The Grains Research and Development Corporation (GRDC) is boosting its presence and outreach to growers in the southern cropping region through the opening of a dedicated regional office.
The office, located at the National Wine Centre of Australia building in Adelaide, will service the three states that comprise the GRDC’s southern region – South Australia, Victoria and Tasmania.
The office houses five staff, with more positions likely to be added over time.
GRDC Chairman Richard Clark says the establishment of the southern regional office enables the organisation to enhance its existing relationships with growers and other grains industry personnel, including grower groups, advisers and researchers.
“The GRDC is complementing operations at its central office in Canberra by setting up regional offices across the country. These offices will foster a stronger connection to our growers and allow us to improve the delivery of outcomes from research and development that are of most benefit to local growers,” Mr Clark says.
The transfer of some of the GRDC’s functions and roles out of Canberra and into the regions (there will be four regional offices) is in recognition of the increasing diversity in environmental factors, farming systems and grower profiles across the nation.
Mr Clark says this “hub and spoke” model is most appropriate for an organisation like the GRDC which has a mandate to work closely with growers and industry at a regional level but to also maintain and grow strategic relationships with research partners from across Australia and the globe, which can be done most effectively from a national head office.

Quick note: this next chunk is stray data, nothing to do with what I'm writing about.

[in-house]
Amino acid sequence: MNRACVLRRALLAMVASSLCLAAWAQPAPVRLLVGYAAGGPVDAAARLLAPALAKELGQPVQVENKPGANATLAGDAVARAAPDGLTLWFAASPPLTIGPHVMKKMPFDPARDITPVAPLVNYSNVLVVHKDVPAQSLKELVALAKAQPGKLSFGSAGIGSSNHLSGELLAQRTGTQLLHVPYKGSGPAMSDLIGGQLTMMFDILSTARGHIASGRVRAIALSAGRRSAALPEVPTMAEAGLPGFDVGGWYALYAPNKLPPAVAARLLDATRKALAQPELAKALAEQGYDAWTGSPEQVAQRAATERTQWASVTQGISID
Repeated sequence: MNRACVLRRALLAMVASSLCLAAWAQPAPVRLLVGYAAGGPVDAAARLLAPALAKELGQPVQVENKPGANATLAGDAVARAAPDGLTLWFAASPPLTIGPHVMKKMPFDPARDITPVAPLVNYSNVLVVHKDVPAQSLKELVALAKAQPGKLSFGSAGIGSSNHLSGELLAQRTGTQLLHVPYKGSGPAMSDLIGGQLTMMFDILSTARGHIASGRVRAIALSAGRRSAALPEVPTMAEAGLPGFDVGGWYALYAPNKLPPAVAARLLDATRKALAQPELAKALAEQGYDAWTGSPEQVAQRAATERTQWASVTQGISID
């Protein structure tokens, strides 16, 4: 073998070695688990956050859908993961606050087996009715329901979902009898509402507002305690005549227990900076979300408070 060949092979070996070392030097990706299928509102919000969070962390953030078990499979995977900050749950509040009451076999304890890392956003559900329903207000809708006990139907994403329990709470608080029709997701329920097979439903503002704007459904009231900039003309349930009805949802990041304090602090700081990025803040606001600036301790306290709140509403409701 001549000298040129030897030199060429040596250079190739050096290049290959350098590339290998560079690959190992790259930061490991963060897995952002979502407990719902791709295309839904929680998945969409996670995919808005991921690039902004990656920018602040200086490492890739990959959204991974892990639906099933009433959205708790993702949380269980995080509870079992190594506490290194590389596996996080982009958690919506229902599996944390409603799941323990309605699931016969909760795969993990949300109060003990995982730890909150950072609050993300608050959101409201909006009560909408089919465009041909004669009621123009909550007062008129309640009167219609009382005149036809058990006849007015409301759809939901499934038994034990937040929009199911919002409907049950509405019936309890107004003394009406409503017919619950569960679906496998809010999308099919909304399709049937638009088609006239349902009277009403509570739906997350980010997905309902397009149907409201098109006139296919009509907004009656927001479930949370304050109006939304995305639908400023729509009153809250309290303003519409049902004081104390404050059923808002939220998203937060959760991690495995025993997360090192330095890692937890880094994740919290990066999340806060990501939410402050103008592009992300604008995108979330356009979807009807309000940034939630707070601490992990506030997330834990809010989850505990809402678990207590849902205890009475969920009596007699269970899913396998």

The GRDC’s Adelaide office was officially opened by Assistant Minister for Agriculture and Water Resources, Senator Anne Ruston, who also opened the Fisheries Research and Development Corporation (FRDC) office within the National Wine Centre of Australia building, which also houses Wine Australia.
Minister Ruston was delighted to formally open the offices, and said that the move would boost the prosperity of local economies and communities.
“This is a positive move, relocating agencies with a strong rural focus closer to the industries that they serve,” Minister Ruston said.
“The move to South Australia to increase regional presence will certainly go a long way in boosting jobs and growth in areas connected to rural and regional Australia.”
South Australian Minister for Agriculture Minister Bignell said the new GRDC office reinforced South Australia’s position as a major centre for grain research.
“GRDC is a key partner of the South Australian Government and this move will allow us to work even closer on a number of important initiatives, including the $50 million bilateral agreement with GRDC.
“This agreement through the South Australian Research and Development Institute will help to deliver high quality, locally relevant grains research over the next five years.”
The establishment of the GRDC’s southern regional office will complement the network of 11 Southern Regional Panel members spread across the region and the 40 members of the Regional Cropping Solutions Networks that support the Panel in identifying GRDC-funded research priorities.
In 2014-15 the GRDC invested more than $196 million in grains related research – much of which supports researchers, advisers and grower groups based in regional locations in delivering positive outcomes for the benefit of levy-paying growers.
Sharon Watt, Porter Novelli
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